Purpose: To test the hypothesis that magnetic resonance (MR) imaging can be used to monitor both intraparenchymal injection of NaCl solution and subsequent radiofrequency ablation (RFA) within tissues pretreated with NaCl, report the low- and high-field-strength MR appearance of NaCl-enhanced RFAs, and compare MR findings with pathologic findings. Materials and Methods: Ten ex vivo calf liver specimens were injected with saturated NaCl (seven were mixed with methylene blue during MR fluoroscopic monitoring) and reexamined with fast imaging with steady-state progression (FISP), true FISP, reversed FISP (PSIF), and fast spin-echo T2-weighted MR sequences. The NaCl-to-liver contrast-to-noise ratio (CNR) was calculated for various sequences, and CNRs were compared with the Student t test. Distribution on MR images was compared with the results of pathologic analysis. Forty additional in vivo monopolar RFAs were performed in paraspinal muscles of seven minipigs after animal care committee approval (10 standard control ablations, 30 were preceded by direct injection of saturated NaCl at various volumes [3-9 mL] and rates [1 or 6mL/min]). Postablation low-field-strength (n = 20) and high-field-strength (n = 20) MR examinations consisted of T2-weighted imaging, short inversion time inversion-recovery (STIR) imaging, and contrast material-enhanced T1-weighted imaging. Ablation shape, conspicuity, volume, and signal intensity were compared between the two groups and with the results of pathologic analysis. The difference in volumes with and without NaCl injection was evaluated by using two-way analysis of variance. Results: Mean CNR was highest on fast spin-echo T2-weighted images and was significantly higher for PSIF than for FISP (P < .0001) or true FISP (P = .003). NaCl distribution on MR images corresponded with the results of pathologic analysis in ex vivo livers. Interactive in vivo monitoring of NaCl injection and electrode placement was feasible. NaCl-enhanced ablations had irregular shapes, a higher CNR, and significantly larger volumes (F = 22.0; df = 1, 90; P < .00001). All ablations had intermediate or low signal intensity with high-signal-intensity rims on all images. Fluid signals overlaid NaCl-enhanced ablations on fast spin-echo T2-weighted and STIR images, particularly on high-field-strength MR images. Conclusion: MR imaging can be used to reliably monitor the distribution of injected NaCl solution in tissues. Interventional MR imaging techniques can be used to guide and monitor RFAs within NaCl pretreated tissues, with good correlation with pathologic results.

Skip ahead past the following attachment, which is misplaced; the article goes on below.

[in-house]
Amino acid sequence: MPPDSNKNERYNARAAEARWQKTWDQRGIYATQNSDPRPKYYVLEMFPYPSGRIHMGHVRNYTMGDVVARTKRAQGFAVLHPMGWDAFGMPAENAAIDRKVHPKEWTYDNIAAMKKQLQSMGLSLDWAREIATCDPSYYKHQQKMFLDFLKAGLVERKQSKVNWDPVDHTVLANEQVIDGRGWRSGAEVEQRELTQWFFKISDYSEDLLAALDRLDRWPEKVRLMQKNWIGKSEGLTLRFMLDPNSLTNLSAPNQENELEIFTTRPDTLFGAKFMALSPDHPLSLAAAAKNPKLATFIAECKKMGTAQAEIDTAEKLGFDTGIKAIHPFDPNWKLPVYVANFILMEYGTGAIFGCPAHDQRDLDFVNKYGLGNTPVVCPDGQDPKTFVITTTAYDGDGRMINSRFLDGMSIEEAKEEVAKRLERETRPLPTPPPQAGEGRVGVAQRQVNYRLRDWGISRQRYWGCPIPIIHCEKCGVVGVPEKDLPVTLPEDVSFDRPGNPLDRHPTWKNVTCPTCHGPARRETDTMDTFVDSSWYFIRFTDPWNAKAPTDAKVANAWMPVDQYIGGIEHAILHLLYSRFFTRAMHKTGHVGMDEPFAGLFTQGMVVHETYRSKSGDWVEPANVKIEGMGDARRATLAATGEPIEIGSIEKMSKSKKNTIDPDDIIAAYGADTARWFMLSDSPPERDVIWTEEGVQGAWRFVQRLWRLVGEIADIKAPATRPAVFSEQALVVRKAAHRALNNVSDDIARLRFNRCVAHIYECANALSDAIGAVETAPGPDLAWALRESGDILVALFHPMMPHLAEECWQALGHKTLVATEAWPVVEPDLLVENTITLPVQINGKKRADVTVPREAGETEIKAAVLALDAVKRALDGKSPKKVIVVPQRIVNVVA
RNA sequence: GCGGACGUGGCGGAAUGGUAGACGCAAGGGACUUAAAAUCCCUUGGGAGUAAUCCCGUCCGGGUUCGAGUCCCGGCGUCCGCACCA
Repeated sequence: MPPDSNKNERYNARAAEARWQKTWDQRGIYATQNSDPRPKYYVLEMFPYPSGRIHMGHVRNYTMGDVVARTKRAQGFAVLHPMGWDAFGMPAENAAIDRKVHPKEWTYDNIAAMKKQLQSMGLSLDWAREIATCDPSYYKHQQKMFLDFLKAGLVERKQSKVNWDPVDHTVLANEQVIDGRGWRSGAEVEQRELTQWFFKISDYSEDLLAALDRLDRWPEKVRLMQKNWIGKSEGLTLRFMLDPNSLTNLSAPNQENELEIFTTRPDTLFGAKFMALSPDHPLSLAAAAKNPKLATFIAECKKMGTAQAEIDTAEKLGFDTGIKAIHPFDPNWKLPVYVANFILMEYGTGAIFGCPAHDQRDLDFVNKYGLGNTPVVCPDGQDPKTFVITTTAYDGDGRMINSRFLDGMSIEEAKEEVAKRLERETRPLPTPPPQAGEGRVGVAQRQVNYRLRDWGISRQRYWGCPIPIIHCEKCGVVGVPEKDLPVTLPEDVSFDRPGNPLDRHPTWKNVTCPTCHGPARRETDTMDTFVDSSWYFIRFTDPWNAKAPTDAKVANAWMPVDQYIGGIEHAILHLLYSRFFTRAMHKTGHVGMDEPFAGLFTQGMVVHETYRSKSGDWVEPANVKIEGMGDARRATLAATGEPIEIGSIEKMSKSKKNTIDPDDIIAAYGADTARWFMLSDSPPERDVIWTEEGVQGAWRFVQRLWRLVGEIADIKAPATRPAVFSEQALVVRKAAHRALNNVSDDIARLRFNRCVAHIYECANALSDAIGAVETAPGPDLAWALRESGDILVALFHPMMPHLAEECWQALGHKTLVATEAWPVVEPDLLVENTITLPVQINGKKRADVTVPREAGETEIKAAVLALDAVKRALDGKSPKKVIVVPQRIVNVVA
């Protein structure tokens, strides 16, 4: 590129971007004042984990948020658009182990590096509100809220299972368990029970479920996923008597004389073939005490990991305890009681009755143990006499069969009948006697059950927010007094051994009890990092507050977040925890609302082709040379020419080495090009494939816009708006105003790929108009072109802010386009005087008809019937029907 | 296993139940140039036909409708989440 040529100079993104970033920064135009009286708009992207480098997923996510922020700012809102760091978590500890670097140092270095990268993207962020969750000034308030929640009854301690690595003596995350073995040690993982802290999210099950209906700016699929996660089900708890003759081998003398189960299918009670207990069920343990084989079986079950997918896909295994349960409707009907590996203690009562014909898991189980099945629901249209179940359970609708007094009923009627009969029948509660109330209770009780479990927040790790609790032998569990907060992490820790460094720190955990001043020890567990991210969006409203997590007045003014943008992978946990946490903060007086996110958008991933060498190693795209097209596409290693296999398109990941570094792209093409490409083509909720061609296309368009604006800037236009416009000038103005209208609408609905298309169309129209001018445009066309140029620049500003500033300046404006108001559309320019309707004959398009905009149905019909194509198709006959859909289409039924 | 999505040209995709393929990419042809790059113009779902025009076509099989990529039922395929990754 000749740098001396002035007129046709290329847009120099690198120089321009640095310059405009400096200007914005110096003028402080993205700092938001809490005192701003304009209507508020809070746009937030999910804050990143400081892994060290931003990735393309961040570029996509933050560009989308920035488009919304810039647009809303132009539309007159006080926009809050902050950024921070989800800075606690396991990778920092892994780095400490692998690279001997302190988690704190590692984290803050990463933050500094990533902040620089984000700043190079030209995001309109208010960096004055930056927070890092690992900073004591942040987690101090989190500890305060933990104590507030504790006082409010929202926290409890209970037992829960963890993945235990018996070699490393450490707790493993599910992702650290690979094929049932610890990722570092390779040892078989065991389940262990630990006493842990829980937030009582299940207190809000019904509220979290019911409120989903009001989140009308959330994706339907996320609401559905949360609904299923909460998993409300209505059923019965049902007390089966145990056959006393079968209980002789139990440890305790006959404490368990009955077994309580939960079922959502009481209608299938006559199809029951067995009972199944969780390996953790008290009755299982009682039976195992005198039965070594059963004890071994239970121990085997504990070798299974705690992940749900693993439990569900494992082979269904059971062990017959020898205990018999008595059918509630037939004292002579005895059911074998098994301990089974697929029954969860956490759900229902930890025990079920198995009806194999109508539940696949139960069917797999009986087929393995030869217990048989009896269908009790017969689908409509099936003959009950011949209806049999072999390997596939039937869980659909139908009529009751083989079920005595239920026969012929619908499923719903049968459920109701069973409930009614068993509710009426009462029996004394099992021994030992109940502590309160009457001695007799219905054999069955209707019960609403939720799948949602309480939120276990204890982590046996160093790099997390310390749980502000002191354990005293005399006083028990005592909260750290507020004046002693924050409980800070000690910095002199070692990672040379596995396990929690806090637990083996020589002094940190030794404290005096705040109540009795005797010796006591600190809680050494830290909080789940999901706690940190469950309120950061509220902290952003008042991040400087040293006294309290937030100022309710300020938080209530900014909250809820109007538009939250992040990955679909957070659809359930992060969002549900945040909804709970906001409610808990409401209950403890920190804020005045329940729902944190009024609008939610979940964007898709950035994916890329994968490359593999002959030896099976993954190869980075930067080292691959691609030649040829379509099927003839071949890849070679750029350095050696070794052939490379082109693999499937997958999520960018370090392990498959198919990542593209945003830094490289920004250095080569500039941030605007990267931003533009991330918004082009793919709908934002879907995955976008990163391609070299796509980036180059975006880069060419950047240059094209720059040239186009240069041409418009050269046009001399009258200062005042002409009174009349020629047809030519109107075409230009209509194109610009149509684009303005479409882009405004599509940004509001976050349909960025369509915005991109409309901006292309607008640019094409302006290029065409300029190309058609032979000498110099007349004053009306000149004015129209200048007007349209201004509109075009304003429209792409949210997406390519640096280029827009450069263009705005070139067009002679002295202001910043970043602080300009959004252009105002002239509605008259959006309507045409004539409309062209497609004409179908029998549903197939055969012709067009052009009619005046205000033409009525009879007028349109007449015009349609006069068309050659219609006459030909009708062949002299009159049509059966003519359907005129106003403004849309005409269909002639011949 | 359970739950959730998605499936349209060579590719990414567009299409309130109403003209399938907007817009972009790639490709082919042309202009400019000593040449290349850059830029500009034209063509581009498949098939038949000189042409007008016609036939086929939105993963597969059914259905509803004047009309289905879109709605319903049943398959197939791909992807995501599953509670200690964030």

ASJC Scopus subject areas
- Radiology Nuclear Medicine and imaging